13. The original post was from 2 yrs ago, so I'll address the more recent questions as well as I can. ;) OM5 and on are written to the student. You can see samples on their website for each grade, for example: http://www.oakmeadow...rade-lesson.pdf The OM materials are non-consumables (syllabuses, reading books, and such). As such, they are both reusable AND resell-able. In fact, if you opt to buy a used set of materials, if you take reasonable care of them you could use them for your kids and turn around and resell them and only be out the cost of shipping to the next family. That makes for a very economical curriculum! If you want to buy used, subscribe to the OM Yahoo groups and either watch the pricing for the items that interest you for a bit or look at the history from old posts. ;) Of course, if something sound way too good... You can also check here, ebay, Amazon, and OM seconds (call OM and see of they have any with cosmetic misprints for sale at a discount). As to the question of Christian versus New Age and Waldorf -- I wouldn't get so hung up on labels as they are usually wrong. Waldorf began shortly after the turn of the 20th century and "New Age" was a movement during the 2nd half of the 20th century, so Waldorf is no "new age". For that matter, Oak Meadow was started by Waldorf teachers, but is not truly Waldorf. To me one of its strengths is that it is Waldorfy in its early years but progresses to a more rigorous, but still creative and engaging program as you move on. Christian also gets thrown around a lot as short hand for, "believing in the flavor of christianity *I* believe in" rather than what it actually means, that "I accept Jesus Christ as my Lord and Savior". Oak Meadow IS secular, but in no way does it promote any weird stuff that would conflict with any Christian beliefs. It leaves it up to the parent to provide the moral and spiritual guidance for their child.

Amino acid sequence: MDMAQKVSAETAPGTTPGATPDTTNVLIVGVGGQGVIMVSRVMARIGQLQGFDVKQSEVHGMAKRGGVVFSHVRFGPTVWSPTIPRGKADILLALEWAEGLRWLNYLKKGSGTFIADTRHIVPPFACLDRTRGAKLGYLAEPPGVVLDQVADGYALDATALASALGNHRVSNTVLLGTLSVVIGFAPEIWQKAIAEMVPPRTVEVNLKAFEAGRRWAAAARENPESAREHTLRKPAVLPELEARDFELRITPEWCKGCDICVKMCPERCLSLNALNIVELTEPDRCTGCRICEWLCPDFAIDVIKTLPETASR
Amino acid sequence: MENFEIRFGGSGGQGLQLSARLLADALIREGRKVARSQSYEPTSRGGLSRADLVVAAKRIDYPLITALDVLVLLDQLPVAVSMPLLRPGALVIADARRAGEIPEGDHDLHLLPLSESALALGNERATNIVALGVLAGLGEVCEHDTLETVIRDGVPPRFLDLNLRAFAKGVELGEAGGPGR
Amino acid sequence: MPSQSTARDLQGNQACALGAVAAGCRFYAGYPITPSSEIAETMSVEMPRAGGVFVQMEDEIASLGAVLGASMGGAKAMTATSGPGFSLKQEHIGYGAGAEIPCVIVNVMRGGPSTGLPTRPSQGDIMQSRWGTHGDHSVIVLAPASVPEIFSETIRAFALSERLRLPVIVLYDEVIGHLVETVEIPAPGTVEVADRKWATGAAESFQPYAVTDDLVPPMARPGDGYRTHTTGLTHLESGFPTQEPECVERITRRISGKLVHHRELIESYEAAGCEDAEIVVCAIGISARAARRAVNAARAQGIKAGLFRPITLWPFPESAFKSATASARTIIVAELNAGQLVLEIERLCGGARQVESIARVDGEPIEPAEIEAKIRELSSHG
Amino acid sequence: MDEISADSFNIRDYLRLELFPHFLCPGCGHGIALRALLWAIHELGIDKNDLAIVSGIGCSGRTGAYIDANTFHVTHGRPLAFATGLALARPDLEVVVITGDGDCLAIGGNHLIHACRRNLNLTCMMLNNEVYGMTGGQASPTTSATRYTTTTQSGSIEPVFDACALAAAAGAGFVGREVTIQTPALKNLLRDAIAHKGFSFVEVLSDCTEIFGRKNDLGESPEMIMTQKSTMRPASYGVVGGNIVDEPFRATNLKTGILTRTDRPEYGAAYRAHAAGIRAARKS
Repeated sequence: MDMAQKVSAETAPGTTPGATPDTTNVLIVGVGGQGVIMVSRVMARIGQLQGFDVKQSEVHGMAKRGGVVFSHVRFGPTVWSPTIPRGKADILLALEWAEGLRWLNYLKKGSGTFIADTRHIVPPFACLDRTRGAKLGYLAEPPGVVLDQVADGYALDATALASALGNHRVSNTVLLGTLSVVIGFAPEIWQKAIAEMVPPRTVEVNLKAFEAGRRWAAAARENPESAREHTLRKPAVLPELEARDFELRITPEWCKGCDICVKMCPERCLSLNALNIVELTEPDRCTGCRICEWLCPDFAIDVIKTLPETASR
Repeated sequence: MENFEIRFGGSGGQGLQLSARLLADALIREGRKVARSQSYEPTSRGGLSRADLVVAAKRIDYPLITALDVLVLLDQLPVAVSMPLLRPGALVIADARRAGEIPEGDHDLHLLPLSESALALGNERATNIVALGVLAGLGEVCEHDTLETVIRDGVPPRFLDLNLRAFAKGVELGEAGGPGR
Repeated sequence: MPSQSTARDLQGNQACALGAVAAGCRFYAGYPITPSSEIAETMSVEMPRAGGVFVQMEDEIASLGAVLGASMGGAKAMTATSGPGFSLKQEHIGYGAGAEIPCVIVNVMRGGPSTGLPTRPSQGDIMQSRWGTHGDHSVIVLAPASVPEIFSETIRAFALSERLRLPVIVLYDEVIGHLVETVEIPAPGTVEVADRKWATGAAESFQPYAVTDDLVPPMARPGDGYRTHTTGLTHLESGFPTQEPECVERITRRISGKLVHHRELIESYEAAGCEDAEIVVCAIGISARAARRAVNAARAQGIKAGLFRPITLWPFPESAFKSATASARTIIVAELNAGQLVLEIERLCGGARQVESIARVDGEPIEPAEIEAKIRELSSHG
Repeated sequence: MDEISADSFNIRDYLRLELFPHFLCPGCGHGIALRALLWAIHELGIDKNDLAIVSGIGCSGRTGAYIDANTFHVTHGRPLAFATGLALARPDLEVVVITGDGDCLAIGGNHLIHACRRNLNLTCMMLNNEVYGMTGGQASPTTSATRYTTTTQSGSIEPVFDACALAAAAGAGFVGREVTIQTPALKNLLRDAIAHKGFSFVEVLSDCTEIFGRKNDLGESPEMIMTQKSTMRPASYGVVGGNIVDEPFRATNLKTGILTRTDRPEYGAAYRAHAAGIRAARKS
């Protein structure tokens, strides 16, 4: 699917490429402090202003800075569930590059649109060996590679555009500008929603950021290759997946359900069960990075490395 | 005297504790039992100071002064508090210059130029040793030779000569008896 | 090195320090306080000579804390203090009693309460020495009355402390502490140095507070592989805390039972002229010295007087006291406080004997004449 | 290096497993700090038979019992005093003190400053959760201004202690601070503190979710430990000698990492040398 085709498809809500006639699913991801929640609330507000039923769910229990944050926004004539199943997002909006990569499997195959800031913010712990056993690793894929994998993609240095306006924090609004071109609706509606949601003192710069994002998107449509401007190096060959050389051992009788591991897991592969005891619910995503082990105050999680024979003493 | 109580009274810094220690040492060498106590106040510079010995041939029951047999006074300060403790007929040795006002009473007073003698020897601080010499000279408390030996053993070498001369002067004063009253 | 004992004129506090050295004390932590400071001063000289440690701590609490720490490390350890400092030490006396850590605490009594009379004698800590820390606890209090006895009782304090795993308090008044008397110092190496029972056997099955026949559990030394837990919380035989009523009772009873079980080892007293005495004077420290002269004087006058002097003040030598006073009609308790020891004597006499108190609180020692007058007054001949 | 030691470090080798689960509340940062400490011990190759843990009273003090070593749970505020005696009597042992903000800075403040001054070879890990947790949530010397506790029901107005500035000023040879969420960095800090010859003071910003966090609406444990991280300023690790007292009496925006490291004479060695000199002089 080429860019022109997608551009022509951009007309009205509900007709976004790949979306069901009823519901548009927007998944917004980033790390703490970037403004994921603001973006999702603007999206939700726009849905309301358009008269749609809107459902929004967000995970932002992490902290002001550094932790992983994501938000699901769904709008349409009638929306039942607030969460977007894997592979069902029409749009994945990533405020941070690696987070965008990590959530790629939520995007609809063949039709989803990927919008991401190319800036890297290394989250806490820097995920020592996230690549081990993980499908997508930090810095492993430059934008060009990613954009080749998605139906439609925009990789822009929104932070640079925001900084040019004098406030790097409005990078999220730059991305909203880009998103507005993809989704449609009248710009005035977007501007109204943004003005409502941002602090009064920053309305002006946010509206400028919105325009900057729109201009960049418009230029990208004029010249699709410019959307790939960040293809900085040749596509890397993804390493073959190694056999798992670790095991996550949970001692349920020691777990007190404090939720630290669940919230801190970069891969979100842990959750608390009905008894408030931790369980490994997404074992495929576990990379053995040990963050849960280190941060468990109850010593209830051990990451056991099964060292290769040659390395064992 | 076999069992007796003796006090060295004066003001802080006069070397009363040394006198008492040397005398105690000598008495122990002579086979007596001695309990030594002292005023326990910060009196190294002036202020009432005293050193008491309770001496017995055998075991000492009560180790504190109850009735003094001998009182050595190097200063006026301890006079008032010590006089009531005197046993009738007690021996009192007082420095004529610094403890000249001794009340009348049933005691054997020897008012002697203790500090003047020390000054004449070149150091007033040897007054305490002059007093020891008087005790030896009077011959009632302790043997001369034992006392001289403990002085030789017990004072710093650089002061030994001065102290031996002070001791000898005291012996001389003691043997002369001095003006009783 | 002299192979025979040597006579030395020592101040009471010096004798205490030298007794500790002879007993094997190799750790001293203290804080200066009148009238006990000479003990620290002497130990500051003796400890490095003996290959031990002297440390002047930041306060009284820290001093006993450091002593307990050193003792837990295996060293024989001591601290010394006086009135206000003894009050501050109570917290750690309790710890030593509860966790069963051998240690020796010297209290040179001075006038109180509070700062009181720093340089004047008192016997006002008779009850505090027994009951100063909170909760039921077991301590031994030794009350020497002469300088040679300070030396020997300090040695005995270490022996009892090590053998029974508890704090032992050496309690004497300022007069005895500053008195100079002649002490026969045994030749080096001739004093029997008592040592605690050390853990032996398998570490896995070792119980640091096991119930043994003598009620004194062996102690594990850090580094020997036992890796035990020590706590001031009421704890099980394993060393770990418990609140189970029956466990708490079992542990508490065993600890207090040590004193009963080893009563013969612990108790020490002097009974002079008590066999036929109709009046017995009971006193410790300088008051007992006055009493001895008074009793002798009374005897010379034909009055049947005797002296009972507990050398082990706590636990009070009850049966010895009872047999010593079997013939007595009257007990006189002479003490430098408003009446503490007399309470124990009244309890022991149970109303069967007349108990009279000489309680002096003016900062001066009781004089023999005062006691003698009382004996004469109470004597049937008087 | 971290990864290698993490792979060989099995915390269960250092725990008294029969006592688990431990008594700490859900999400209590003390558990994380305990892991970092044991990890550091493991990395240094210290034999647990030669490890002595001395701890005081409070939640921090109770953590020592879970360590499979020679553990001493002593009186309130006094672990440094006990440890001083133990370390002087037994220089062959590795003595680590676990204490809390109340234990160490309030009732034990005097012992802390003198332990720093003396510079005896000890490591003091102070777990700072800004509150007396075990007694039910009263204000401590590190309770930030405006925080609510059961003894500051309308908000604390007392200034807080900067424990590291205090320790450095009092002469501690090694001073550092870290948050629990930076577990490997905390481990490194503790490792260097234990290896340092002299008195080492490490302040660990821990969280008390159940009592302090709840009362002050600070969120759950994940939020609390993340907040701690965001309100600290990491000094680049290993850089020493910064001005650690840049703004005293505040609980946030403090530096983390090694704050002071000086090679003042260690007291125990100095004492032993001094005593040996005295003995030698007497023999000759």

14. I would recommend starting with the Island level, maybe skip Grammar Island and start with Sentence Island (the first part reviews the grammar covered in GI) and do Practice Island. My older DD had completed K12s LA4 and she STILL loved the Island level and learned lots. MCT covers things much more deeply. Also be aware that a lot of the grammar instruction is in the practice books (Practice Island) so don't ignore the comments in the TM for each sentence. ;) FWIW, she commented at least once a week that it wasn't fair that her sister was getting to learn grammar via MCT instead of the way she'd learned it. You could start PI once you'd covered the grammar chapter of SI and explain the 4-level analysis method (pretty straight-forward) The tale of Mudd the fish in Sentence Island is just too precious to miss, and few programs really take the time to talk about what makes a good sentence. I think people underestimate the power of MCTs writing component. My girls really love to think and talk about what makes a good sentence, and I've really seen my older dd take the concepts and appy them to her free writing and work. Personally, I wouldn't do any other writing program while you are doing SI (it has some writing assignments and a lot of just letting stuff sink in). Once they move into the other books, you can add in other writing programs if you desire. If your dd's done LA3, you might skip Building Language (the Island vocab part, and IMO the weakest part of the curric). I love Music of the Hemispheres (poetics) -- not childish at all (understatement, haha). HTHs
  15. I agree as far as when to start the new curric? when your dc is ready.What to report? keep grade level promotions progressing in Sept "as normal" with the state/grandparents/extracurriculars/neighbors.